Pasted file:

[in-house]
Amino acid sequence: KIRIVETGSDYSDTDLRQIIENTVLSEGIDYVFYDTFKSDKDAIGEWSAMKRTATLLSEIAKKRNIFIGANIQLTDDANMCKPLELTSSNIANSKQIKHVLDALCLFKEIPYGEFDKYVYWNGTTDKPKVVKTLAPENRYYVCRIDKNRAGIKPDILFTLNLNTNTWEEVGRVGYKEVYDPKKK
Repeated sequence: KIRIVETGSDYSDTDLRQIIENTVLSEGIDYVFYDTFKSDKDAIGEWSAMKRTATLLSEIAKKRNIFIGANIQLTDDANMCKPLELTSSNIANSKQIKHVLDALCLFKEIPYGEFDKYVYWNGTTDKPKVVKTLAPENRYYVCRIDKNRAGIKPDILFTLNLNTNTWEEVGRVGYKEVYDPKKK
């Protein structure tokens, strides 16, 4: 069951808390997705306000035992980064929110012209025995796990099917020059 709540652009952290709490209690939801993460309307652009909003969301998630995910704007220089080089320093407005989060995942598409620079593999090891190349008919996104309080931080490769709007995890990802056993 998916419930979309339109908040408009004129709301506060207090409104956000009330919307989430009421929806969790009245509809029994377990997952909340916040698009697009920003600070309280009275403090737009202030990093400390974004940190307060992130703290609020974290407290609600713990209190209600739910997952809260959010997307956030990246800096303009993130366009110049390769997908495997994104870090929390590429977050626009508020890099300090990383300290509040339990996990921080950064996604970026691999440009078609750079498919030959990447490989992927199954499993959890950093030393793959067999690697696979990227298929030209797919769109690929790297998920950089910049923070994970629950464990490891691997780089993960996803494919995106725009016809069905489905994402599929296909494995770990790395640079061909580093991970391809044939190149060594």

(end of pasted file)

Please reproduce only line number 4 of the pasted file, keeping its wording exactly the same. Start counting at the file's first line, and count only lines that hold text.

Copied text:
């Protein structure tokens, strides 16, 4: 069951808390997705306000035992980064929110012209025995796990099917020059 709540652009952290709490209690939801993460309307652009909003969301998630995910704007220089080089320093407005989060995942598409620079593999090891190349008919996104309080931080490769709007995890990802056993 998916419930979309339109908040408009004129709301506060207090409104956000009330919307989430009421929806969790009245509809029994377990997952909340916040698009697009920003600070309280009275403090737009202030990093400390974004940190307060992130703290609020974290407290609600713990209190209600739910997952809260959010997307956030990246800096303009993130366009110049390769997908495997994104870090929390590429977050626009508020890099300090990383300290509040339990996990921080950064996604970026691999440009078609750079498919030959990447490989992927199954499993959890950093030393793959067999690697696979990227298929030209797919769109690929790297998920950089910049923070994970629950464990490891691997780089993960996803494919995106725009016809069905489905994402599929296909494995770990790395640079061909580093991970391809044939190149060594």